Report: UK almost halfway to net-zero but toughest challenges lie ahead

This is according to the ‘Net-Zero Readiness’ report from KPMG, examining steps taken by 24 countries and key economic sectors to reduce greenhouse gas (GHG) emissions.

The report notes that despite nearly cutting GHG emissions in half since 1990, the UK is grappling with the challenge of further reducing emissions in the transport, buildings and industry sectors, that collectively accounted for 60% of all GHG emissions in 2022.

Additionally, it highlights that the progress in mitigating the emissions from these harder-to-abate sectors has lagged behind that observed in the power sector.

The report emphasises that the UK Government’s aim to annually install 600,000 heat pumps by 2028 is significantly off target. Nevertheless, Prime Minister Rishi Sunak recently extended the deadline for banning oil boilers in off-grid homes from the initial 2026 to 2035.

Moreover, despite accelerated electric vehicle (EV) adoption, constituting 23% of 2022 car sales, progress in aviation and shipping lags far behind.

KPMG UK’s energy and natural resources vice chair Simon Virley CB said: “In many ways the UK has been a leader in net-zero policies, with a strong track record on the adoption of renewables and high reporting standards for business.

“But past achievements are no guarantee of future success, and we are seeing many other nations catch up on the technology and policies needed, creating greater competition for green investment.”

Last month, the Institute for Public Policy Research (IPPR) warned that the UK is failing to seize the economic advantages presented by the global shift towards a net-zero carbon future, primarily due to the lack of a green industrial strategy.

REA: sustainable progress requires policy certainty

Moreover, the Association for Renewable Energy and Clean Technology (REA) has published a report highlighting that the UK’s current policy priorities lean more towards short-term political considerations, resulting in heightened investment uncertainty.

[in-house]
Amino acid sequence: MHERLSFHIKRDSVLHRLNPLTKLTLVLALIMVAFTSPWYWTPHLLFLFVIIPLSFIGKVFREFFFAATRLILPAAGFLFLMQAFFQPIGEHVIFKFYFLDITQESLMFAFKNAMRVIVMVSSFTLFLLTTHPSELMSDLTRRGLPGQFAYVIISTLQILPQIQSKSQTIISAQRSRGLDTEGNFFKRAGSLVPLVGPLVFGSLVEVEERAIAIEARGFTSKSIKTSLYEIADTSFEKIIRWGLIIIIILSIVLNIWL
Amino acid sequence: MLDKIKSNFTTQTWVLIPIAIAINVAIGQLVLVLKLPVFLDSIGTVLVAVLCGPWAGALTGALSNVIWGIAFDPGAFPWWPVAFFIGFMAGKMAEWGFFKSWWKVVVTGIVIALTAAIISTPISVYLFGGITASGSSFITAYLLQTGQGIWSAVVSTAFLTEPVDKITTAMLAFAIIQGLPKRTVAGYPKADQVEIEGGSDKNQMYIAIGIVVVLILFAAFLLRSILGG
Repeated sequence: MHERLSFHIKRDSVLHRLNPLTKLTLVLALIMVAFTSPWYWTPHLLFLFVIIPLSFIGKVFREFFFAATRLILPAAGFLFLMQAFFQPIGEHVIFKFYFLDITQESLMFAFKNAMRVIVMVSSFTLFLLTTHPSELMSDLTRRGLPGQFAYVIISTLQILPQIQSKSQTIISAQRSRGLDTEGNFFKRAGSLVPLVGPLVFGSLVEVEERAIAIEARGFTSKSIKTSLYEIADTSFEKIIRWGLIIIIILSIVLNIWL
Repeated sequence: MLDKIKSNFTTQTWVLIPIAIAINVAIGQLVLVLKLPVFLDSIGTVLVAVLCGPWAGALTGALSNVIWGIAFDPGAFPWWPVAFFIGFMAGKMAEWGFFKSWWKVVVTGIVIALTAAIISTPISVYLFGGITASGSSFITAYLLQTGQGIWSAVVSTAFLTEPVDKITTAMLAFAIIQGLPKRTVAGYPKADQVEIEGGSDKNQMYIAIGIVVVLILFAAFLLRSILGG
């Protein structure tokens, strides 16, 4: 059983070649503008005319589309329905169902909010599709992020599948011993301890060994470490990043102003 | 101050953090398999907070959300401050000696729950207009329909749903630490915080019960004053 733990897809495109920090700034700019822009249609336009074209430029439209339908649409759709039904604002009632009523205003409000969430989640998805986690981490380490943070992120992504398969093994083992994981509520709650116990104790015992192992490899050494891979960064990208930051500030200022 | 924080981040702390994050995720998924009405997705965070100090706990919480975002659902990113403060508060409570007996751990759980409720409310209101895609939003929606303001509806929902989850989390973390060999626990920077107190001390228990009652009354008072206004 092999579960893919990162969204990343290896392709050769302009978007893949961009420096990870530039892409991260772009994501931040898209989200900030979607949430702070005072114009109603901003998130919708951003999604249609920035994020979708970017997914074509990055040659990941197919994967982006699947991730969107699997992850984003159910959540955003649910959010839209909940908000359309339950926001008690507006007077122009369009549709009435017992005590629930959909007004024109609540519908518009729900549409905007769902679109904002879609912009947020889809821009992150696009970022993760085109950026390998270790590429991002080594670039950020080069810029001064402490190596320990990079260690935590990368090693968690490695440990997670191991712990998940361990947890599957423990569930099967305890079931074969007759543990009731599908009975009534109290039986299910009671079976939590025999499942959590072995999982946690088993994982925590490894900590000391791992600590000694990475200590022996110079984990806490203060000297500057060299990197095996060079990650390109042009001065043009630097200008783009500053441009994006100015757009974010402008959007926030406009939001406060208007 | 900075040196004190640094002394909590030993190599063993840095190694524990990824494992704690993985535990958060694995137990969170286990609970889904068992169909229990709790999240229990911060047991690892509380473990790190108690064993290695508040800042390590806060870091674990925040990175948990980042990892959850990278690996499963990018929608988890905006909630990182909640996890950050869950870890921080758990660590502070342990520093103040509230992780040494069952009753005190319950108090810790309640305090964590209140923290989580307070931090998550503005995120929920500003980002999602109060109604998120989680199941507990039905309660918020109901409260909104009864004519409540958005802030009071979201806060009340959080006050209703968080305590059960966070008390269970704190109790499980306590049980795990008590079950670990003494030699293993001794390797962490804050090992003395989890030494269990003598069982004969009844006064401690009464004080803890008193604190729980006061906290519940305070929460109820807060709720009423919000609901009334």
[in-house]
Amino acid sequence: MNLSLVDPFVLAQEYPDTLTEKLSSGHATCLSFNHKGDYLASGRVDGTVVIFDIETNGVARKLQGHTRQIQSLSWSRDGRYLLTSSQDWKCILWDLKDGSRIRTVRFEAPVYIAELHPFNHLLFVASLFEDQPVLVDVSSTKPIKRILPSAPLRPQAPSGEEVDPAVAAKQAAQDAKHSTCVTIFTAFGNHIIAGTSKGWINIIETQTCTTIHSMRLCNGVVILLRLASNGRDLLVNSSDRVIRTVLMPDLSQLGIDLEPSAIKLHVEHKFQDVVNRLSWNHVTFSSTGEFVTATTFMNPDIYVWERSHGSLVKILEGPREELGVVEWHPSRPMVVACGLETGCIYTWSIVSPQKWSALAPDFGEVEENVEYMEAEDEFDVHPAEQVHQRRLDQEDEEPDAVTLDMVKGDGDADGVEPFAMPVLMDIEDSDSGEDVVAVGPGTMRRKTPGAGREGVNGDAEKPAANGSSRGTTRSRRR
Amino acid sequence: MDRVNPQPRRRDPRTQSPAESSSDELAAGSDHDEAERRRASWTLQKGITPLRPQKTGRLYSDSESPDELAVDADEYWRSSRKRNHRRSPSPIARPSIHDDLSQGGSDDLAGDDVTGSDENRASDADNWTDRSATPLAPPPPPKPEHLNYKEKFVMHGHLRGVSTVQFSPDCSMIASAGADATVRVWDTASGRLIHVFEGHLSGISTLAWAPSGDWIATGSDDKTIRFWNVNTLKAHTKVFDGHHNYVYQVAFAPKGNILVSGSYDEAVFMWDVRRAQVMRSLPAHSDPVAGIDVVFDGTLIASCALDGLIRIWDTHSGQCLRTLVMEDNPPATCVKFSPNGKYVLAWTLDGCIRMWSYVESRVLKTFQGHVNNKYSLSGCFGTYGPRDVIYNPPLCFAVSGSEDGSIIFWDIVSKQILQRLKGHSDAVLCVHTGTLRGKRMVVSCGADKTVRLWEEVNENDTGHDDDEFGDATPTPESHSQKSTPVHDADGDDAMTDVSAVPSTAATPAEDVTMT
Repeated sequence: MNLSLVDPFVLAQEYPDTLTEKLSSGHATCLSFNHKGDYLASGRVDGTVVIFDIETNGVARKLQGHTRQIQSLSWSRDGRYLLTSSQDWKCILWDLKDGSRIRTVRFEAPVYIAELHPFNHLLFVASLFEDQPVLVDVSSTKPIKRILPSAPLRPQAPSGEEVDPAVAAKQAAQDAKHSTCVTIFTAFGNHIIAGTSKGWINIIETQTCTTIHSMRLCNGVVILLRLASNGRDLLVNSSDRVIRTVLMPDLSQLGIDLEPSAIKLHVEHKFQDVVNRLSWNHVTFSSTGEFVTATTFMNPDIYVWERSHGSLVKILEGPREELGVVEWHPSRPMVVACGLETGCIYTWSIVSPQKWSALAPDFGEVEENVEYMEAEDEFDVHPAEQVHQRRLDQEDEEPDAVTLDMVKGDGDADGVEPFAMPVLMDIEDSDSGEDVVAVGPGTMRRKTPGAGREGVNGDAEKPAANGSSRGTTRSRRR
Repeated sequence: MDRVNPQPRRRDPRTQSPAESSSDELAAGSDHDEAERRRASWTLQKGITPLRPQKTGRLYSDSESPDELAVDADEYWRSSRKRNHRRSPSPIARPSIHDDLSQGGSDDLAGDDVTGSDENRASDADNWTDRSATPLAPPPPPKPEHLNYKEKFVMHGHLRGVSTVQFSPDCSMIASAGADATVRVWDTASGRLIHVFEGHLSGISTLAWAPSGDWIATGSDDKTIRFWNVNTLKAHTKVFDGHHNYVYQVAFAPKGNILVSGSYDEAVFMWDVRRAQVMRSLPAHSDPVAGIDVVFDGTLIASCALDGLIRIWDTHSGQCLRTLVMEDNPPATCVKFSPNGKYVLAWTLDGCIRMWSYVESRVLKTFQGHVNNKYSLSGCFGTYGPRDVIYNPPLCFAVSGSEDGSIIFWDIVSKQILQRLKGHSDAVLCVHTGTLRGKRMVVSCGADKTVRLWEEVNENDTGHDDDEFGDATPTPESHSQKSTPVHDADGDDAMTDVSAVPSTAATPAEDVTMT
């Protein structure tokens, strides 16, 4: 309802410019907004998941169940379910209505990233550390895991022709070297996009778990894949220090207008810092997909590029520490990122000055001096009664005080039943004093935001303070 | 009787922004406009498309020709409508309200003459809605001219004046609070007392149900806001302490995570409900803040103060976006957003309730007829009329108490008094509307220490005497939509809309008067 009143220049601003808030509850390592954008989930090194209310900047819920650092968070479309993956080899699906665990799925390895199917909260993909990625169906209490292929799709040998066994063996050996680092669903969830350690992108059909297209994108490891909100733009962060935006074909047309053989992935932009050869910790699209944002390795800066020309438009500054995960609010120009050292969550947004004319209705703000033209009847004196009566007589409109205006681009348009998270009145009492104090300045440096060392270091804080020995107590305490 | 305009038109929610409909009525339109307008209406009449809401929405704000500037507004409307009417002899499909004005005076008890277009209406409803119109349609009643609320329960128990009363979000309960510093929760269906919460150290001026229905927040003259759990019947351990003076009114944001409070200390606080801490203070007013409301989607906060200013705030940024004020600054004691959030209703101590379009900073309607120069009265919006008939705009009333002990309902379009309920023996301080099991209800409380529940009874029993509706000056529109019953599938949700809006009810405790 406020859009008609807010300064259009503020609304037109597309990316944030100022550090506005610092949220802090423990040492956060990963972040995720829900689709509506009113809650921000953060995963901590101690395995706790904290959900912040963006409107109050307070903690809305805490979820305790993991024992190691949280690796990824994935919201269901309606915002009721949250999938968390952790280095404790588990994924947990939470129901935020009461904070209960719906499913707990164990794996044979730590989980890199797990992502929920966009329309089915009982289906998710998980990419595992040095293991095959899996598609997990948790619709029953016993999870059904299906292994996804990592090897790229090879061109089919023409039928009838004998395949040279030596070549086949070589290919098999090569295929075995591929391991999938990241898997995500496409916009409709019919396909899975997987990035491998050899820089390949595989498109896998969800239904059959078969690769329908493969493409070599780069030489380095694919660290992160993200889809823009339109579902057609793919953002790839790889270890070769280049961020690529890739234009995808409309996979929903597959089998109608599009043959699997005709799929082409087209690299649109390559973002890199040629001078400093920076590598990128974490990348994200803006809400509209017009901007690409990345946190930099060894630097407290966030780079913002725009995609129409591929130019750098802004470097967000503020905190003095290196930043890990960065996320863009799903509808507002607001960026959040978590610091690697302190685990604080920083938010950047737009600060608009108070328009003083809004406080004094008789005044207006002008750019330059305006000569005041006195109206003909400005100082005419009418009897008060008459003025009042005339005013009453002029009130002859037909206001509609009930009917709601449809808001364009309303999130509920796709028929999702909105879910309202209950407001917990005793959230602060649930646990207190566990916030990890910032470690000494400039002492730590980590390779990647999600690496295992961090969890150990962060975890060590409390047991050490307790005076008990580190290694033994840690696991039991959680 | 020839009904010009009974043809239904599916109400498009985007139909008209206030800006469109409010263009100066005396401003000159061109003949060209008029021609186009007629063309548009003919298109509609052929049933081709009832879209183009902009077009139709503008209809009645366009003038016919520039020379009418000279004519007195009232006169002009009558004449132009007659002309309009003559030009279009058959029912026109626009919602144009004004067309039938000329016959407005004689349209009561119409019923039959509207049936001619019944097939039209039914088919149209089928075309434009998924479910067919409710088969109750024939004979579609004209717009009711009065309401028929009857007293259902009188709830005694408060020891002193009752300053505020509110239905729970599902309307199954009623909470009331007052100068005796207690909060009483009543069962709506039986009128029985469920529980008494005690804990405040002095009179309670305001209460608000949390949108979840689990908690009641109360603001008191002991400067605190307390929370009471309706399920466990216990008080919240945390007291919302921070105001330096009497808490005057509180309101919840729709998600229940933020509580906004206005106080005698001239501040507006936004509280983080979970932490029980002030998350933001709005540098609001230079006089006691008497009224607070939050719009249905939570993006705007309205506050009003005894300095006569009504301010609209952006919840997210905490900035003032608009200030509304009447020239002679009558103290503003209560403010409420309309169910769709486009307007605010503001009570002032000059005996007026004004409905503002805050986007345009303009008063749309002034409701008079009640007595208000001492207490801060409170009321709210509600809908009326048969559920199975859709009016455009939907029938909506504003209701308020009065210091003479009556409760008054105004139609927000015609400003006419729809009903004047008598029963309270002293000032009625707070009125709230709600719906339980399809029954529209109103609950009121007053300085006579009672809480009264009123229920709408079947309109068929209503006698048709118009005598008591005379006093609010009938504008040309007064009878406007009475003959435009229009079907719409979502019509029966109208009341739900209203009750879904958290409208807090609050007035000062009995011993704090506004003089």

The report emphasises that for investors to be drawn to the UK’s energy transition, there must be clear patterns of governance and regulatory stability. Presently, these signals are not strong enough to instill confidence in potential investors.

Respondents to the survey, forming the basis of the report, believe that introducing measures equivalent to the US Inflation Reduction Act would accelerate progress towards the energy transition in the UK.

The REA emphasises that slowing down the energy transition could have severe long-term financial consequences.

REA’s policy director Frank Gordon said: “Recent rolling back on some green policies in the UK has seen a decline in both public and political confidence regarding the energy transition as illustrated in the report.

“Significant action from the Government to remove the barriers facing our industry is essential: proper long-term planning; prioritising and accelerating market reforms; and urgently addressing current investment barriers – all are desperately needed to help put the UK on the right path.”

Recent studies indicate that by establishing a strong green industrial sector through investments and policy backing, the UK could potentially add £72bn to Gross Value Added (GVA), safeguard more than 450,000 jobs, enhance supply chain stability, and generate economic growth nationwide.

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